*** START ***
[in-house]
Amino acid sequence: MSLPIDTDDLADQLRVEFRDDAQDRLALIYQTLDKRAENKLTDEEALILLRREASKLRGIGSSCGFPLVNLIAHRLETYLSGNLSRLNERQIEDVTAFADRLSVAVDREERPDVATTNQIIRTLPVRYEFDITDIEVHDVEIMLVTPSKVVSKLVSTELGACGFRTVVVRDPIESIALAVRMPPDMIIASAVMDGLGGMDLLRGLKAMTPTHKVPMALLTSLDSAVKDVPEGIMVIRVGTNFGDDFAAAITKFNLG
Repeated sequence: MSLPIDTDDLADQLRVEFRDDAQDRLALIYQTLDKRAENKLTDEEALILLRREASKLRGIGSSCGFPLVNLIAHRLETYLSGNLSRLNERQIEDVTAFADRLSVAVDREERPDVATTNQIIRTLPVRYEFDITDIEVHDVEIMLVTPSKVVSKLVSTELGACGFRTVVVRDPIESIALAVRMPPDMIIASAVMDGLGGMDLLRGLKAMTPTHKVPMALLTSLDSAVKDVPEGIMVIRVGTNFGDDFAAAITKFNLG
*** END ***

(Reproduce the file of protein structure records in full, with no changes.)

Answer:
[in-house]
Amino acid sequence: MSLPIDTDDLADQLRVEFRDDAQDRLALIYQTLDKRAENKLTDEEALILLRREASKLRGIGSSCGFPLVNLIAHRLETYLSGNLSRLNERQIEDVTAFADRLSVAVDREERPDVATTNQIIRTLPVRYEFDITDIEVHDVEIMLVTPSKVVSKLVSTELGACGFRTVVVRDPIESIALAVRMPPDMIIASAVMDGLGGMDLLRGLKAMTPTHKVPMALLTSLDSAVKDVPEGIMVIRVGTNFGDDFAAAITKFNLG
Repeated sequence: MSLPIDTDDLADQLRVEFRDDAQDRLALIYQTLDKRAENKLTDEEALILLRREASKLRGIGSSCGFPLVNLIAHRLETYLSGNLSRLNERQIEDVTAFADRLSVAVDREERPDVATTNQIIRTLPVRYEFDITDIEVHDVEIMLVTPSKVVSKLVSTELGACGFRTVVVRDPIESIALAVRMPPDMIIASAVMDGLGGMDLLRGLKAMTPTHKVPMALLTSLDSAVKDVPEGIMVIRVGTNFGDDFAAAITKFNLG